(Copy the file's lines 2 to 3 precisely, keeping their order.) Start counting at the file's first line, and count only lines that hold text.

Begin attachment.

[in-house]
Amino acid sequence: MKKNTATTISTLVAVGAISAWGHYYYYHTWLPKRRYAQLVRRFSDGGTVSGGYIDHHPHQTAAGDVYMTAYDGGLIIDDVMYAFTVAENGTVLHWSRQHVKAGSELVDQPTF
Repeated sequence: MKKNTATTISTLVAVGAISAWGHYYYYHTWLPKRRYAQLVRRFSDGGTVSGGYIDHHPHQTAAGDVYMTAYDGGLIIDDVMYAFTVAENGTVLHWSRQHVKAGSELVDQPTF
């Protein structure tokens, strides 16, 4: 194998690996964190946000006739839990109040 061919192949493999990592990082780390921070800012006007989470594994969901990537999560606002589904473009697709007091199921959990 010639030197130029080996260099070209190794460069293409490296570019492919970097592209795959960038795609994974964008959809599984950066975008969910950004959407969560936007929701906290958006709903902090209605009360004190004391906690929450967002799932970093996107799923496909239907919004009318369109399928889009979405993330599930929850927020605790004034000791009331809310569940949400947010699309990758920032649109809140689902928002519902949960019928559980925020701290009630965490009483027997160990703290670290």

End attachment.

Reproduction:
Amino acid sequence: MKKNTATTISTLVAVGAISAWGHYYYYHTWLPKRRYAQLVRRFSDGGTVSGGYIDHHPHQTAAGDVYMTAYDGGLIIDDVMYAFTVAENGTVLHWSRQHVKAGSELVDQPTF
Repeated sequence: MKKNTATTISTLVAVGAISAWGHYYYYHTWLPKRRYAQLVRRFSDGGTVSGGYIDHHPHQTAAGDVYMTAYDGGLIIDDVMYAFTVAENGTVLHWSRQHVKAGSELVDQPTF